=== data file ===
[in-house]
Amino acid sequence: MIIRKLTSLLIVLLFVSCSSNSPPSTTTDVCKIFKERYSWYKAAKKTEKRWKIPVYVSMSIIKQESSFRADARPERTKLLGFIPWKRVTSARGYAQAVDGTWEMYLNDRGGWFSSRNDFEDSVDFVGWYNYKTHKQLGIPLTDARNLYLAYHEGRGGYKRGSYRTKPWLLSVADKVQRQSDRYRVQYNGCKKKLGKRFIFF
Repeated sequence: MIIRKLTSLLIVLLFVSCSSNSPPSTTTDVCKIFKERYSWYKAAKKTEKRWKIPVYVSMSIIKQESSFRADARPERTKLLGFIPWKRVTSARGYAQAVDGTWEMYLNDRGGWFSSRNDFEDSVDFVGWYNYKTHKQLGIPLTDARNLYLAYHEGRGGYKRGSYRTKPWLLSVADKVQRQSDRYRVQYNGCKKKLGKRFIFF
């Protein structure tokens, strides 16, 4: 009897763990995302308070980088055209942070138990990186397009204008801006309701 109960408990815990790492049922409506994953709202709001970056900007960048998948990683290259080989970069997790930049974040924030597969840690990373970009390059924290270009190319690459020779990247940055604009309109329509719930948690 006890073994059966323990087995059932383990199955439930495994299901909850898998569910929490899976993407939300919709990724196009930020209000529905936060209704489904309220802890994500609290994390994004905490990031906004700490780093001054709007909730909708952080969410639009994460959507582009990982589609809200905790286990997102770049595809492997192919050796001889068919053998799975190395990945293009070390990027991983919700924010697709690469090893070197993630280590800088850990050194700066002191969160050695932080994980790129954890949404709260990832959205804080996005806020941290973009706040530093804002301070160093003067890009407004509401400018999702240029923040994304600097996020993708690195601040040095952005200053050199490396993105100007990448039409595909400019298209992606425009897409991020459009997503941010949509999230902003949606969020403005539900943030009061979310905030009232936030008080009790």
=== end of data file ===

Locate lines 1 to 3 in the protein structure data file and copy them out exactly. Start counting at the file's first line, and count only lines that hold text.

[in-house]
Amino acid sequence: MIIRKLTSLLIVLLFVSCSSNSPPSTTTDVCKIFKERYSWYKAAKKTEKRWKIPVYVSMSIIKQESSFRADARPERTKLLGFIPWKRVTSARGYAQAVDGTWEMYLNDRGGWFSSRNDFEDSVDFVGWYNYKTHKQLGIPLTDARNLYLAYHEGRGGYKRGSYRTKPWLLSVADKVQRQSDRYRVQYNGCKKKLGKRFIFF
Repeated sequence: MIIRKLTSLLIVLLFVSCSSNSPPSTTTDVCKIFKERYSWYKAAKKTEKRWKIPVYVSMSIIKQESSFRADARPERTKLLGFIPWKRVTSARGYAQAVDGTWEMYLNDRGGWFSSRNDFEDSVDFVGWYNYKTHKQLGIPLTDARNLYLAYHEGRGGYKRGSYRTKPWLLSVADKVQRQSDRYRVQYNGCKKKLGKRFIFF